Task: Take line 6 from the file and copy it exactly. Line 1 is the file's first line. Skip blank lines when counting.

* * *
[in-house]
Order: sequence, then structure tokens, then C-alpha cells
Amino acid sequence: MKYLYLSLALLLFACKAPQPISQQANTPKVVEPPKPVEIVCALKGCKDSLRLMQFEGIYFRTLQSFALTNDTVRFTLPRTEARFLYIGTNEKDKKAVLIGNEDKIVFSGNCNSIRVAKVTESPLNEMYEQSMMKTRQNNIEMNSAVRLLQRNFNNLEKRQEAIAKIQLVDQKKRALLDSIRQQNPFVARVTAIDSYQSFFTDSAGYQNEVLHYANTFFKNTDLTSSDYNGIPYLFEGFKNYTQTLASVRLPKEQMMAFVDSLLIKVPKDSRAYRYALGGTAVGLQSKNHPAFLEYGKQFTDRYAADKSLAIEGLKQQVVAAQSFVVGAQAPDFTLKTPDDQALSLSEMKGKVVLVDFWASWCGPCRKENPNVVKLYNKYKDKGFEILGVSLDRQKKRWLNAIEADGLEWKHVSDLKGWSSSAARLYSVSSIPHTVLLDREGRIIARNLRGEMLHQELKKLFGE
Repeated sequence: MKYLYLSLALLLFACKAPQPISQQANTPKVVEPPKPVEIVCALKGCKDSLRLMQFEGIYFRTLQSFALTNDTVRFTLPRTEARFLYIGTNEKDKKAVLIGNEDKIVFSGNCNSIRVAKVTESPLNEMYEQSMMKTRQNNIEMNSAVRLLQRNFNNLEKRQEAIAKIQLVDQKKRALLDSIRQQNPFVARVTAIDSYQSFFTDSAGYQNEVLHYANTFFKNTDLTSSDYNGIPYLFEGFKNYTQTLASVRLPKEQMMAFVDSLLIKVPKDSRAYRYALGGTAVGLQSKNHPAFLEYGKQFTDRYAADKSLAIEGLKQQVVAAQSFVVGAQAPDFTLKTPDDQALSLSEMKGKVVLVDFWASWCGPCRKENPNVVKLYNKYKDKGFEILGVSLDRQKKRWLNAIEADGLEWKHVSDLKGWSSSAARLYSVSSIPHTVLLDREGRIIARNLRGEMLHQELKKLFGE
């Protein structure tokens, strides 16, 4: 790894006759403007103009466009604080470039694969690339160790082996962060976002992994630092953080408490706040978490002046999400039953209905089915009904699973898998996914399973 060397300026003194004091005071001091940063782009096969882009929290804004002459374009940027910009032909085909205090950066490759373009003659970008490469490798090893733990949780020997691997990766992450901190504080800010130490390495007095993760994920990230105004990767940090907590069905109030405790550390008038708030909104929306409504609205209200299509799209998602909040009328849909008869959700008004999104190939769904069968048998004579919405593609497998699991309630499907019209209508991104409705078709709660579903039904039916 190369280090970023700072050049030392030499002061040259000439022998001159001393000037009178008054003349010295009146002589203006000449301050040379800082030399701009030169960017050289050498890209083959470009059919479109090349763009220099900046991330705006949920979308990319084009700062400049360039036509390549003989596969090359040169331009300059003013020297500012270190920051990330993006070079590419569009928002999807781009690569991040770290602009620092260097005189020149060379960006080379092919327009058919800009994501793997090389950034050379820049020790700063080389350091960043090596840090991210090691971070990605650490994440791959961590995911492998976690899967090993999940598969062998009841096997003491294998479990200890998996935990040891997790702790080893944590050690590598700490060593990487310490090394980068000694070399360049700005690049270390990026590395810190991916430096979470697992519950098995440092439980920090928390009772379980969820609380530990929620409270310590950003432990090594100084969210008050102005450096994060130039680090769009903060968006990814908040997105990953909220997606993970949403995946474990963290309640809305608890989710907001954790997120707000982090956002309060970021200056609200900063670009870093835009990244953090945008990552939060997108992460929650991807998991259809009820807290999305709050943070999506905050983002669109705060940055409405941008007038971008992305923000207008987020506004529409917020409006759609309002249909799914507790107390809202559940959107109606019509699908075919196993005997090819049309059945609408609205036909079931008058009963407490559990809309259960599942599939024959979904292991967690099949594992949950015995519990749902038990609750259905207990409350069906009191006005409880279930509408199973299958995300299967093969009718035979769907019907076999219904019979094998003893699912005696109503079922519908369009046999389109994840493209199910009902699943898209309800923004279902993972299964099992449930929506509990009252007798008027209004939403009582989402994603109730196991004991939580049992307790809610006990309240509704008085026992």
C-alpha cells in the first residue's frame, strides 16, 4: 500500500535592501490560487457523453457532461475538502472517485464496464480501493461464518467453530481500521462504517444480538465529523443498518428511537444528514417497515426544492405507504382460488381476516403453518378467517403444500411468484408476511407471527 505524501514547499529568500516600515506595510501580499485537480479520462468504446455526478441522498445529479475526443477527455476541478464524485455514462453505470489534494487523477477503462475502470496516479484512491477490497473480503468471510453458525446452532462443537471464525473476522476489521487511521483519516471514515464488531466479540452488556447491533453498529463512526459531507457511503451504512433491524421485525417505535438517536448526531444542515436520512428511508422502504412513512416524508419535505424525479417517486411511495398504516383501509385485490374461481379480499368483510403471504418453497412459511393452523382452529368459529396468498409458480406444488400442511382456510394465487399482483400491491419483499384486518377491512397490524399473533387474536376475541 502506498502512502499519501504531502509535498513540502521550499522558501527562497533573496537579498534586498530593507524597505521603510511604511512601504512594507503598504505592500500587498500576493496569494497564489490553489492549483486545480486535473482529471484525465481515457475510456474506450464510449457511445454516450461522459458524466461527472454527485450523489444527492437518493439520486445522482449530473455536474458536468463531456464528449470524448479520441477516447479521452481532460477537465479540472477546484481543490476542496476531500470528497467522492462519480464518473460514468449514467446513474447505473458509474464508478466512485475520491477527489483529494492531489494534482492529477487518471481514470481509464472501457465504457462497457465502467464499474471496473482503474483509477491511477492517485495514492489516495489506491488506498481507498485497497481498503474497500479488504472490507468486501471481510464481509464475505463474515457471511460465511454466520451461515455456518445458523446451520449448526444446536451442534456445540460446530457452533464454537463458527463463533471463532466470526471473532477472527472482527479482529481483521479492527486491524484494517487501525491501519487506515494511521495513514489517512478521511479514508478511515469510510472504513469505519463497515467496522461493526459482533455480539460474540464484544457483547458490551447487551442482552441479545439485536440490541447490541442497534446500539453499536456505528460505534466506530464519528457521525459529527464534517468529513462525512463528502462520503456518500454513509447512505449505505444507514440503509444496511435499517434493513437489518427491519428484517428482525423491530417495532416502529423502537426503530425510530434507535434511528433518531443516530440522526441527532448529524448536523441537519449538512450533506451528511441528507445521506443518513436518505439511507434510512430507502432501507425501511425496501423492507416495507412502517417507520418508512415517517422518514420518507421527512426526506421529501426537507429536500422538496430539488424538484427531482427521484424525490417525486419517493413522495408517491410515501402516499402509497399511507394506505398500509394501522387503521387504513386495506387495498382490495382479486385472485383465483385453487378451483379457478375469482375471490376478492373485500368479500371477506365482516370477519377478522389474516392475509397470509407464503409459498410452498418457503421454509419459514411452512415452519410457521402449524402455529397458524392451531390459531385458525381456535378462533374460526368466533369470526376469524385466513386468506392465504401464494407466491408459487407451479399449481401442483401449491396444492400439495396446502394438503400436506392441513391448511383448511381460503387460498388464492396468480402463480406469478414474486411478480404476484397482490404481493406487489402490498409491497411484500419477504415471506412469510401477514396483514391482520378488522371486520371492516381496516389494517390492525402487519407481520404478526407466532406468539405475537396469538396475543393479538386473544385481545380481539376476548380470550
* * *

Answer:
C-alpha cells in the first residue's frame, strides 16, 4: 500500500535592501490560487457523453457532461475538502472517485464496464480501493461464518467453530481500521462504517444480538465529523443498518428511537444528514417497515426544492405507504382460488381476516403453518378467517403444500411468484408476511407471527 505524501514547499529568500516600515506595510501580499485537480479520462468504446455526478441522498445529479475526443477527455476541478464524485455514462453505470489534494487523477477503462475502470496516479484512491477490497473480503468471510453458525446452532462443537471464525473476522476489521487511521483519516471514515464488531466479540452488556447491533453498529463512526459531507457511503451504512433491524421485525417505535438517536448526531444542515436520512428511508422502504412513512416524508419535505424525479417517486411511495398504516383501509385485490374461481379480499368483510403471504418453497412459511393452523382452529368459529396468498409458480406444488400442511382456510394465487399482483400491491419483499384486518377491512397490524399473533387474536376475541 502506498502512502499519501504531502509535498513540502521550499522558501527562497533573496537579498534586498530593507524597505521603510511604511512601504512594507503598504505592500500587498500576493496569494497564489490553489492549483486545480486535473482529471484525465481515457475510456474506450464510449457511445454516450461522459458524466461527472454527485450523489444527492437518493439520486445522482449530473455536474458536468463531456464528449470524448479520441477516447479521452481532460477537465479540472477546484481543490476542496476531500470528497467522492462519480464518473460514468449514467446513474447505473458509474464508478466512485475520491477527489483529494492531489494534482492529477487518471481514470481509464472501457465504457462497457465502467464499474471496473482503474483509477491511477492517485495514492489516495489506491488506498481507498485497497481498503474497500479488504472490507468486501471481510464481509464475505463474515457471511460465511454466520451461515455456518445458523446451520449448526444446536451442534456445540460446530457452533464454537463458527463463533471463532466470526471473532477472527472482527479482529481483521479492527486491524484494517487501525491501519487506515494511521495513514489517512478521511479514508478511515469510510472504513469505519463497515467496522461493526459482533455480539460474540464484544457483547458490551447487551442482552441479545439485536440490541447490541442497534446500539453499536456505528460505534466506530464519528457521525459529527464534517468529513462525512463528502462520503456518500454513509447512505449505505444507514440503509444496511435499517434493513437489518427491519428484517428482525423491530417495532416502529423502537426503530425510530434507535434511528433518531443516530440522526441527532448529524448536523441537519449538512450533506451528511441528507445521506443518513436518505439511507434510512430507502432501507425501511425496501423492507416495507412502517417507520418508512415517517422518514420518507421527512426526506421529501426537507429536500422538496430539488424538484427531482427521484424525490417525486419517493413522495408517491410515501402516499402509497399511507394506505398500509394501522387503521387504513386495506387495498382490495382479486385472485383465483385453487378451483379457478375469482375471490376478492373485500368479500371477506365482516370477519377478522389474516392475509397470509407464503409459498410452498418457503421454509419459514411452512415452519410457521402449524402455529397458524392451531390459531385458525381456535378462533374460526368466533369470526376469524385466513386468506392465504401464494407466491408459487407451479399449481401442483401449491396444492400439495396446502394438503400436506392441513391448511383448511381460503387460498388464492396468480402463480406469478414474486411478480404476484397482490404481493406487489402490498409491497411484500419477504415471506412469510401477514396483514391482520378488522371486520371492516381496516389494517390492525402487519407481520404478526407466532406468539405475537396469538396475543393479538386473544385481545380481539376476548380470550